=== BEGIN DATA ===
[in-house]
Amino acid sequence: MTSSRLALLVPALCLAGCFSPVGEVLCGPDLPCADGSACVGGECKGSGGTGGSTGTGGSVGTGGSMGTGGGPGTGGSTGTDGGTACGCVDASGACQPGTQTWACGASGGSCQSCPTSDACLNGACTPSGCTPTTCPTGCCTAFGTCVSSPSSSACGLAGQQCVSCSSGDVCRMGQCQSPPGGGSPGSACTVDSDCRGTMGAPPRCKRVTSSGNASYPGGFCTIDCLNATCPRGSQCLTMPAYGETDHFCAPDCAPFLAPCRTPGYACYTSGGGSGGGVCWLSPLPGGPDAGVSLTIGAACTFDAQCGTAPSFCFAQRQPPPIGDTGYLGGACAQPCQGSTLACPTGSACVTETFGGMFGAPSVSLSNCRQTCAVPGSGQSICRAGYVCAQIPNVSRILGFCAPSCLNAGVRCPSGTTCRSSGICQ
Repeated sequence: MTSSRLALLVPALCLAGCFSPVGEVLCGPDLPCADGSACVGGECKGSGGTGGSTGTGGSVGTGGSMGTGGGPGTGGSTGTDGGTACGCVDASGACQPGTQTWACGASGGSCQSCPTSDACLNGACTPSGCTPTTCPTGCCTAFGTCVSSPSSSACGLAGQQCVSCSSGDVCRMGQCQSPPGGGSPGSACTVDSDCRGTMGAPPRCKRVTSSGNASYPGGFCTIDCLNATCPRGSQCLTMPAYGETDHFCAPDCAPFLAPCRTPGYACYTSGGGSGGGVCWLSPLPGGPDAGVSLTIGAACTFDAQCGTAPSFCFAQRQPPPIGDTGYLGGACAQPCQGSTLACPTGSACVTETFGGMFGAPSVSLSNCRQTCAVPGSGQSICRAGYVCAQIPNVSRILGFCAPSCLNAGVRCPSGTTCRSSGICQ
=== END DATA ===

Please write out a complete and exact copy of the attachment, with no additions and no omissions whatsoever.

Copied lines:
[in-house]
Amino acid sequence: MTSSRLALLVPALCLAGCFSPVGEVLCGPDLPCADGSACVGGECKGSGGTGGSTGTGGSVGTGGSMGTGGGPGTGGSTGTDGGTACGCVDASGACQPGTQTWACGASGGSCQSCPTSDACLNGACTPSGCTPTTCPTGCCTAFGTCVSSPSSSACGLAGQQCVSCSSGDVCRMGQCQSPPGGGSPGSACTVDSDCRGTMGAPPRCKRVTSSGNASYPGGFCTIDCLNATCPRGSQCLTMPAYGETDHFCAPDCAPFLAPCRTPGYACYTSGGGSGGGVCWLSPLPGGPDAGVSLTIGAACTFDAQCGTAPSFCFAQRQPPPIGDTGYLGGACAQPCQGSTLACPTGSACVTETFGGMFGAPSVSLSNCRQTCAVPGSGQSICRAGYVCAQIPNVSRILGFCAPSCLNAGVRCPSGTTCRSSGICQ
Repeated sequence: MTSSRLALLVPALCLAGCFSPVGEVLCGPDLPCADGSACVGGECKGSGGTGGSTGTGGSVGTGGSMGTGGGPGTGGSTGTDGGTACGCVDASGACQPGTQTWACGASGGSCQSCPTSDACLNGACTPSGCTPTTCPTGCCTAFGTCVSSPSSSACGLAGQQCVSCSSGDVCRMGQCQSPPGGGSPGSACTVDSDCRGTMGAPPRCKRVTSSGNASYPGGFCTIDCLNATCPRGSQCLTMPAYGETDHFCAPDCAPFLAPCRTPGYACYTSGGGSGGGVCWLSPLPGGPDAGVSLTIGAACTFDAQCGTAPSFCFAQRQPPPIGDTGYLGGACAQPCQGSTLACPTGSACVTETFGGMFGAPSVSLSNCRQTCAVPGSGQSICRAGYVCAQIPNVSRILGFCAPSCLNAGVRCPSGTTCRSSGICQ